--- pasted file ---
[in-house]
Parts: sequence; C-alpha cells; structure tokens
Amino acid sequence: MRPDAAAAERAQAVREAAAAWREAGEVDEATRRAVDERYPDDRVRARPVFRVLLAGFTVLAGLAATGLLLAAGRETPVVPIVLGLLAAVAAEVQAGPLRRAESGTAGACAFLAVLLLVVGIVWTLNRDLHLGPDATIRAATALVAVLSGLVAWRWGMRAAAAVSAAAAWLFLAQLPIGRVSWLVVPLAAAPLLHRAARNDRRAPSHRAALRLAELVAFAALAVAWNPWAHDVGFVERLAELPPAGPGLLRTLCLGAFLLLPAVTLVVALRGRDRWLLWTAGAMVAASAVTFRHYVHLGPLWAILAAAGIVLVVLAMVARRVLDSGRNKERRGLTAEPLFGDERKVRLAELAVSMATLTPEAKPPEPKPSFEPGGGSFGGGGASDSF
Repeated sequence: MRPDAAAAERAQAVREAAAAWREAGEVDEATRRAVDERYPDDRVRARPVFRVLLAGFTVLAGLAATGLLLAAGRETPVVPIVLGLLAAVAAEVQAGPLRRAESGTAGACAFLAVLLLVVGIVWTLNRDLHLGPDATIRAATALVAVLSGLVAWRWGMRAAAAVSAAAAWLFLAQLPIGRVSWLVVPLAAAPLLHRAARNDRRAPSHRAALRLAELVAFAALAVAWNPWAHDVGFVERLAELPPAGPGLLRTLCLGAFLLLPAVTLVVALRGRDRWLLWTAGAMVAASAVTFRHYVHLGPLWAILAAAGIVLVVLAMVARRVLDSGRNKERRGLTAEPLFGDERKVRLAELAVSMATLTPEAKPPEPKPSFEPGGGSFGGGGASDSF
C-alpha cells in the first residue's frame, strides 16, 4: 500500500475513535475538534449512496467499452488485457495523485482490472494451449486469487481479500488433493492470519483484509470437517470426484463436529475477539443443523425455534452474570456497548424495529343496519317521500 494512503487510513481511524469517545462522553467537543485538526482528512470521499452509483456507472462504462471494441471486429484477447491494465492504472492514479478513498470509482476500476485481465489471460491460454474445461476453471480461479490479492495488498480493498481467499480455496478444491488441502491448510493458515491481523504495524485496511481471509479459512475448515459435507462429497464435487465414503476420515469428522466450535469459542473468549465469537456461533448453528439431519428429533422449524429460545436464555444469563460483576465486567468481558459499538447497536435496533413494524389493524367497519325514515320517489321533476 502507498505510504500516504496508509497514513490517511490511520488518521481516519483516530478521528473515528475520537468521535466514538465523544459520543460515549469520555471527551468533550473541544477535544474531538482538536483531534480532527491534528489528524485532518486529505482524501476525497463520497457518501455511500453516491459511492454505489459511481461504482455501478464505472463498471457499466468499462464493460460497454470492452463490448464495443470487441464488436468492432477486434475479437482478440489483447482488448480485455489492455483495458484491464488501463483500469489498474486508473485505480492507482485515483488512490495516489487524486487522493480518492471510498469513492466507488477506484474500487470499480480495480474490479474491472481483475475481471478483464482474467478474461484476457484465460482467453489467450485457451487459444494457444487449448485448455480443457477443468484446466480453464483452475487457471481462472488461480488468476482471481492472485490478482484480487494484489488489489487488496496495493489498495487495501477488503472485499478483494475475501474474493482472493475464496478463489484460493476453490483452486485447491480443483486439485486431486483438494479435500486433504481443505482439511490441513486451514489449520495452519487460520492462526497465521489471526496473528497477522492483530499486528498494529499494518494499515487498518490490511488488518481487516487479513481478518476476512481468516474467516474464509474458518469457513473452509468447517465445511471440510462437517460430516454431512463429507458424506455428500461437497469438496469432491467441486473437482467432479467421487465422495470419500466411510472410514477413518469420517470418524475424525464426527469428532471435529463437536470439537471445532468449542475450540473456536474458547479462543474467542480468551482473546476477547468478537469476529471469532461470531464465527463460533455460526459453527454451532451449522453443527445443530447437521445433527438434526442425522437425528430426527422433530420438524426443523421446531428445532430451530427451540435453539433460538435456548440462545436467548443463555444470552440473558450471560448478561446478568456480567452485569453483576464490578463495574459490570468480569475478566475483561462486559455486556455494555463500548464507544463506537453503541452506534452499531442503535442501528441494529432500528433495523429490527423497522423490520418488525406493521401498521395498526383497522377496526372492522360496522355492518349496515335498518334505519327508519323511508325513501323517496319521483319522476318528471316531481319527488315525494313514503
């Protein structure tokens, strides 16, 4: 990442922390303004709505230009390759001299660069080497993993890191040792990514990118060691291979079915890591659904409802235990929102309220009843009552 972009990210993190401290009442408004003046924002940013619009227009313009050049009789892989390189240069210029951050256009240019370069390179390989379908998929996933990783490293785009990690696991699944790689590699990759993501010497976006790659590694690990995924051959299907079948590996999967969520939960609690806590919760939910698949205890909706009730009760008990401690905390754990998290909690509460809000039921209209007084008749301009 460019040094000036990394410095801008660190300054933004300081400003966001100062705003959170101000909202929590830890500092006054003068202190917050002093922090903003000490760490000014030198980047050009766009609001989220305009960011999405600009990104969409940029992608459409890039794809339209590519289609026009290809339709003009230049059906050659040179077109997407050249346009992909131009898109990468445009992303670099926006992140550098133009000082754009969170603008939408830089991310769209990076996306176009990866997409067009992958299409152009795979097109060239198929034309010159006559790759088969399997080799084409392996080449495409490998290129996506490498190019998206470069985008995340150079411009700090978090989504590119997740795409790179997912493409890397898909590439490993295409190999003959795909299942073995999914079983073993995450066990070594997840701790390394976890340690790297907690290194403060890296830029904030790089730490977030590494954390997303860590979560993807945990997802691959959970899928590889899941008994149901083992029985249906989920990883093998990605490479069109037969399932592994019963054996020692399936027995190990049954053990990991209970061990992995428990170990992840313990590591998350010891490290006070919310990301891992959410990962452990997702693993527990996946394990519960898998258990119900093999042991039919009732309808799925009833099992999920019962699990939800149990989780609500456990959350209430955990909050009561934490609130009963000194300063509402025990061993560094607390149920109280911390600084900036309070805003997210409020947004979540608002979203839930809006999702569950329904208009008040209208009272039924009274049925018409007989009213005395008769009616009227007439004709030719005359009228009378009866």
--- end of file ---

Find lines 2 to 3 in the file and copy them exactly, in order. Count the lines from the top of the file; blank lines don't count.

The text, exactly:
Parts: sequence; C-alpha cells; structure tokens
Amino acid sequence: MRPDAAAAERAQAVREAAAAWREAGEVDEATRRAVDERYPDDRVRARPVFRVLLAGFTVLAGLAATGLLLAAGRETPVVPIVLGLLAAVAAEVQAGPLRRAESGTAGACAFLAVLLLVVGIVWTLNRDLHLGPDATIRAATALVAVLSGLVAWRWGMRAAAAVSAAAAWLFLAQLPIGRVSWLVVPLAAAPLLHRAARNDRRAPSHRAALRLAELVAFAALAVAWNPWAHDVGFVERLAELPPAGPGLLRTLCLGAFLLLPAVTLVVALRGRDRWLLWTAGAMVAASAVTFRHYVHLGPLWAILAAAGIVLVVLAMVARRVLDSGRNKERRGLTAEPLFGDERKVRLAELAVSMATLTPEAKPPEPKPSFEPGGGSFGGGGASDSF